It’s a Small World After All is a collaborative project between Arzu Arda Kosar and five students from the Loyola Marymount University that consists of a collective map of “our” world along with a personal piece by each member of the team that further elaborates on their personal “world”.
The 12’x12’ map collage marks all of the places that hold a significance for us. Having looked at maps representing terra cognita vs. terra incognita, the mythical Island of California, the Mercator projection vs Peter’s map, the corrective map of Austria, as well as Joaquín Torres-García’s Upsidedown Map, the Surrealist Map of the World, Guy Debord’s Psychogeographic guide of Paris and so forth, ours is a map that embraces the subjective nature of cartography. “It’s A Small World After All” is an unabashedly self-centered map of where we’re coming from, literally and figuratively.
We put the places that are significant to our group of six on our global map and denied the existence of “others”. Even though we tried to juxtapose our locations true to cardinal point relations, due to scale distortion Southern California takes up about one quarter of our world map and an enormous island of Cuba is located directly under Istanbul, Turkey. Our map has no Asia, Africa, Australia or Antarctica. In the void that marks their absence, there are green pieces of fabric randomly affixed to wherever they fell, acknowledging our lack of connection to entire continents in the world.
We also expand on our global map with individual pieces that further delve into and reveal our personal worlds.
Ghosts of the Past and Present by Nadia Paredes
For the collective map collage, Nadia painted a decidedly kitschy map of Mexico with all the stereotypes associated with it and an enlarged map of Mexico City made out of actual local newspaper headlines mixed with fake headlines that tell stories about her own life, thus juxtaposing newsworthy vs. frivolous and constructions vs. reality. In an effort to let go of her past life in her old hometown (Mexico City) and embrace her new life here in California and the United States, she created A Day of the Dead Altar dedicated to her own life. In Mexican tradition, the Día de los Muertos altar is usually dedicated to loved ones who have already gone to a better place, but that are supposed to be visiting between the 1st and 2nd of November.
“Postscript” by Erin Mallea:
Erin painted and drew descriptive images for the map collage where images such as a sandy landscape, an often travelled route or a backyard with an above grand swimming pool standing on for an entire city or even state. In relationship to the collaborative map, she created a series of handmade postcards. Each postcard correlates to specific location on the map and the experiences I associate with that particular geography. Postcards, in general are not objective representations of a particular place. Erin wanted to reiterate this theme of subjectivity central to the group collaboration. The postcards present either a drawing from memory or personal photographs and text in order to illustrate how she understands herself and personal history in relation to her environment.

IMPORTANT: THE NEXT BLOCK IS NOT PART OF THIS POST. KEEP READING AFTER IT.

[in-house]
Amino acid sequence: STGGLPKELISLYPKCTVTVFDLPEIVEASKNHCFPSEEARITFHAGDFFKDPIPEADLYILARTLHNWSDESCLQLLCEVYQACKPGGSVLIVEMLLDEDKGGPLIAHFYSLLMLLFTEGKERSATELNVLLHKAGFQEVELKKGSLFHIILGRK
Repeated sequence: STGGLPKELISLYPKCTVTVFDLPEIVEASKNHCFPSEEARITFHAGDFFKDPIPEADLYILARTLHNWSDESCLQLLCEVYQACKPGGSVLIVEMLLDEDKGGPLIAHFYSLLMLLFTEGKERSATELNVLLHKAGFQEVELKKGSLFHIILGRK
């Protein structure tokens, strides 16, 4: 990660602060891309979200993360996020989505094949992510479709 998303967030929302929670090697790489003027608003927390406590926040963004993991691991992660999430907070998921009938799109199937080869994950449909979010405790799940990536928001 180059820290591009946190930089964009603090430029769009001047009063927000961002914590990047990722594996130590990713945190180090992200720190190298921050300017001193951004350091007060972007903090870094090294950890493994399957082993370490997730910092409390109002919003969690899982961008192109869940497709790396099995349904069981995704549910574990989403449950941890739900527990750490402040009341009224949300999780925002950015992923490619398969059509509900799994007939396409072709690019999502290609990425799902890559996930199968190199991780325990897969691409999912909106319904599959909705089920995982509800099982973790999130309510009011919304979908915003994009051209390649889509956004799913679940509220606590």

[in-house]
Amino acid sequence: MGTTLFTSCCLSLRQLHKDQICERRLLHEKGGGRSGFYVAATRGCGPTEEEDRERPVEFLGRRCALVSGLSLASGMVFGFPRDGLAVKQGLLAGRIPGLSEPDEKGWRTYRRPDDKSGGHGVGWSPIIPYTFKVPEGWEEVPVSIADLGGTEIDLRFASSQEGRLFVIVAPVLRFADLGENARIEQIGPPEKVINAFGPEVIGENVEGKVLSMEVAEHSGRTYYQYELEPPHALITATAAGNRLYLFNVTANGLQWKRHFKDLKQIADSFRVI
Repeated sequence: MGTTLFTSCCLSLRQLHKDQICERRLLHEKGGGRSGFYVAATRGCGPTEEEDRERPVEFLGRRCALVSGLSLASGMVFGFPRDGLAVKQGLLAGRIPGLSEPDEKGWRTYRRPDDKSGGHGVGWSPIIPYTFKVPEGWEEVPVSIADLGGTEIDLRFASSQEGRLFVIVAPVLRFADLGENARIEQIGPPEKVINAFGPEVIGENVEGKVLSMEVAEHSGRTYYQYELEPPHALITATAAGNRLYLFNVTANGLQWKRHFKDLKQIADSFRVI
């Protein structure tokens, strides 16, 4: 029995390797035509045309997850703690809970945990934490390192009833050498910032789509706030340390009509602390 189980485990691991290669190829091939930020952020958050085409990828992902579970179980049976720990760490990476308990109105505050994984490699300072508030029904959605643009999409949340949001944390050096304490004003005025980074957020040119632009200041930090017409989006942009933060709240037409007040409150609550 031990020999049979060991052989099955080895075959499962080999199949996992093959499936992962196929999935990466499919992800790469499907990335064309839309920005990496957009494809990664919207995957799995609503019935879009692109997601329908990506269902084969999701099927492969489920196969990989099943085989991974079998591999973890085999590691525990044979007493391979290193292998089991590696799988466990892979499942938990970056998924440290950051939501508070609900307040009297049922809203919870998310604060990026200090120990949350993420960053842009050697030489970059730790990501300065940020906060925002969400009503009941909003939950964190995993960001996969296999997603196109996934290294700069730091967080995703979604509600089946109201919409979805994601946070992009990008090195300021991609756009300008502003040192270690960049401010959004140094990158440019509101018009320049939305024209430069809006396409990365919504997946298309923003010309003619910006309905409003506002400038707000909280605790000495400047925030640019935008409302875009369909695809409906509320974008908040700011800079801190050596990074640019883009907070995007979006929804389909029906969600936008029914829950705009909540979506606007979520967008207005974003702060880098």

Self Portrait with Yarn by Jacob Riggle :
Jason started out by collecting 100’s of images from his childhood up to present day, akin to images of one’s life flashing in front of their eyes. . He then located and cut out the sites of his memories on a printed map. Once the collective map was put together, he extended strings out of each point of personal significance on the map to a 3-D self portrait, all of the strings converging and wrapping around the head. For the final presentation, he put a media player inside his head, visible through an opening in his mouth so that the audience could take a look inside his head and view the images that come out of his mouth.
El Mar Adentro by Maria Fuster
Maria’s work is about the unconscious and how, through the creative process, we are able to tap into the mysteries and darkness of our “unconscious sea” to find wisdom and knowledge and begin to understand where we came from and prepare for our journey ahead.
The tank of seaweed and seawater are not only symbolic of the “amniotic fluid” of our beginnings, but it is also the unconscious within us where we keep hidden those memories and experiences from our past. The sacks of sand wrapped in burlap above the tank are the “psychological” baggage that we carry around with us, constantly reminding us of our folly. Each bag represents the physical, emotional and the memories that our bodies store. As time progresses, the sand trickles into the tank of seaweed, just as our visceral and psychological experiences get stored into our unconscious.
From 0 to 21 by Stephanie Argueta
A proud native of Los Angeles, Stephanie Argueta has depicted different locations in the city that have shaped her identity. 5 canvases are connected to symbolize the stages of her life, as well as the significance of each location to who she is today. Venice Blvd is the central similarity in these pieces, as her life has circulated around the same streets during her upbringing. But every piece brings a unique message as well, each conveying distinct experiences according to what stage in her life you are considering. Looking more closely, you can also pick up on small details that fill these pieces with iconography.
It's A Small World After All
18th St. Artnight
Piecing together the collective map